What drives a person, team, or company to reach its potential? How do you discover the right approach to achieve it? And why is it critical to find motivation and define aspiration? Those are questions that our team, Noovolari, asked several times in the wandering of finding our path.
I bet that many of you will think that they are abstract, convoluted, and probably meaningless, only useful in some third-rate marketing strategy. Trust me; they are not. Taking the time to understand who you are and why you are doing what you are doing is central to achieve complete fulfillment, both personal and in business.
Don't get me wrong; it's an incredibly challenging ride with many blurred answers. Still, it's a trail we've been following for the last seven years, and today we will shed some light on what we did to achieve this formidable goal (spoiler: yes, we did it!); from how everything started and how we changed along the way up to discovering and embracing our true vision.
It's impossible to talk about Noovolari without starting from beSharp, one of the first companies in Italy to focus and train in cloud computing expertise.
BeSharp started as a university spinoff. Everyone shared the passion for solving problems with a deep technical approach, expanding and polishing the skills needed in every technology aspect involving the cloud.
Since day one, most people in beSharp were focused on becoming advanced AWS consulting partners for business, architecting and developing cloud infrastructures, and hand-crafted solutions for customers.
Instead, my team focused on research and development to learn and bring innovation to the whole company. We always had freedom in aiding our consulting associates and their customers as we saw fit; that's why we never focused on a single cloud provider. Instead, we explored the whole cloud landscape to create new and more broad solutions. Our projects ranged in vastly different cloud areas, from adaptive pipelines for genomic high-performance computing to application consistent backup and disaster recovery. Our team's name, Noovolari, was a pun involving the word "cloud" in Italian (e.d. nuvola), and the famous racing driver Tazio Nuvolari; meant that we wanted to go fast in the cloud.
We explored a little bit of everything, but we soon realized that the best results came from improving our internal processes. Our knowledge and understanding of the underlying platforms gave us an unfair advantage in creating new developer tools. Despite our small team and endless stream of work, we were able to free many of our colleagues' burdens to make them focus on what really mattered to them.
Our mission was to put to good use our skills at scale.
It was by chance that we started showing our work to people on the outside. In our chase to give our colleagues the best tools they could have, we started putting a bit more effort into the user experience. As a result, they started using our product during meetings in front of customers... and the feedback was astounding. People started asking to use our software, and we realized that we weren't solving problems just for us but also for many people. That was a perfect opportunity to put our expertise to good use.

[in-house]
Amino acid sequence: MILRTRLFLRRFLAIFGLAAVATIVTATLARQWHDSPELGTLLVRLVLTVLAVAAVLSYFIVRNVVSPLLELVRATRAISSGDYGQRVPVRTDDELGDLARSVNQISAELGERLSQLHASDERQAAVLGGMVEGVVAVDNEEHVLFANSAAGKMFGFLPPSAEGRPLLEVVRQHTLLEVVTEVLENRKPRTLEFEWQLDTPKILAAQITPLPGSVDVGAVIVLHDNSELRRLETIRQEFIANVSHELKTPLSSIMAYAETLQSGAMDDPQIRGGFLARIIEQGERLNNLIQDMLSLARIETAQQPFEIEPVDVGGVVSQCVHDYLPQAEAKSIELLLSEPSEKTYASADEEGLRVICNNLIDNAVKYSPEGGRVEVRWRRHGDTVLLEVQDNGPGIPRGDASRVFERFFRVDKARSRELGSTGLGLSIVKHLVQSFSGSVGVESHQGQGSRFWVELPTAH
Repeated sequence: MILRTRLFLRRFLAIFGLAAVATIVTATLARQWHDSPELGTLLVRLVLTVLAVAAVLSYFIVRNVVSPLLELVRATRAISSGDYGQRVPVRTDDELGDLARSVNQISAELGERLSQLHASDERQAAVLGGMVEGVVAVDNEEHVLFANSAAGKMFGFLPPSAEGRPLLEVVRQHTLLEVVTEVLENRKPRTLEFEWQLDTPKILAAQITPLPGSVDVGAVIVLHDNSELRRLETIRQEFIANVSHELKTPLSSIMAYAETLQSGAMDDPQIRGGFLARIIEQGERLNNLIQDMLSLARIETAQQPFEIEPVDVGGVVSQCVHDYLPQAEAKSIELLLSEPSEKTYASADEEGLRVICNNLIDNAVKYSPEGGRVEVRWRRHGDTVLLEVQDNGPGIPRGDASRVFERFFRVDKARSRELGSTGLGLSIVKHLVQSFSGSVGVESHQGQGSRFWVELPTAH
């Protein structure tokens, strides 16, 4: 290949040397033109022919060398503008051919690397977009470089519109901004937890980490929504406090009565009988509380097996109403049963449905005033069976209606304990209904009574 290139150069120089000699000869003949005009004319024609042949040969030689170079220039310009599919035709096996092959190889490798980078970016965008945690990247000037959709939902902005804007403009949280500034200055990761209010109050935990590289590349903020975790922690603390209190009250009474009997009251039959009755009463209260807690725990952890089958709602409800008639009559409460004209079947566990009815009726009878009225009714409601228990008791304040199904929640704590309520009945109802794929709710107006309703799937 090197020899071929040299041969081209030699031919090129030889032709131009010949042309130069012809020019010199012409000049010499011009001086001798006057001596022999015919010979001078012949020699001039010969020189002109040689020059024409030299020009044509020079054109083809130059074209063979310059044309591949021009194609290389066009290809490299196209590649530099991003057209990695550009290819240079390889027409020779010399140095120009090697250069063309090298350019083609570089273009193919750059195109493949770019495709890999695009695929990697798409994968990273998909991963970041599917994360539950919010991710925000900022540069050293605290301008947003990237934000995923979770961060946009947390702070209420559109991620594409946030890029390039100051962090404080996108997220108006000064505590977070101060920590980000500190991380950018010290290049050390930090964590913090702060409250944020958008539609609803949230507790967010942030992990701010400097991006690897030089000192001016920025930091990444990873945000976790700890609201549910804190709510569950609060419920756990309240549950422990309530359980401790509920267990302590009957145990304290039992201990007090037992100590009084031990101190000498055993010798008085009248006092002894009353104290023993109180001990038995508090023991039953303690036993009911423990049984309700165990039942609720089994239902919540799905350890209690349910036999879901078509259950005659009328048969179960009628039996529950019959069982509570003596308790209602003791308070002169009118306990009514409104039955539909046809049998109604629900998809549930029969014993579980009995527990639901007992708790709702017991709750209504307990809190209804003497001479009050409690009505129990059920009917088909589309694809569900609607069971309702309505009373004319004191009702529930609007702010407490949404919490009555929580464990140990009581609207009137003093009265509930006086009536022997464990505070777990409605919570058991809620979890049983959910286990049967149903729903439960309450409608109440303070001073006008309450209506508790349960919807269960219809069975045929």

One of the most crucial moments was our first database rollback in production. One of our customers had a major disruption on their workloads. Since they were using our software to manage their entire backup lifecycle, it felt natural to support them. It was our first test drive, and we couldn't stop thinking about what would happen if something went wrong. And in a few minutes, the application was working as if no problem ever came up.
We were able to solve a real problem for a real customer.
Things were going well at that moment. We were getting acknowledged and building more and more awesome features. We started making arrangements to offer the software as a service, subscribed our software to several marketplaces, and plan our commercial offering. So we felt on the edge of starting our journey as a product company. But we never took off.
Aside from few customers directed to us by our colleagues, very few people came after our solution through other channels. As this situation persisted until the beginning of 2020, we started wondering what was wrong with our project despite all our work. We were confident about our solution, but still, customers didn't flock at us as we expected. Why?
We thought the best way was to gather the courage and contact someone who already walked the path we were trailing on. We asked more successful entrepreneurs to give us some feedback on our strategy, but it was painstaking. We were scared of what they could tell us and how that could affect our morale. After some weeks of attempts, we finally found a person willing to help. And just a few minutes into the meeting, he said:
Let me guess... are you all engineers?
That was it.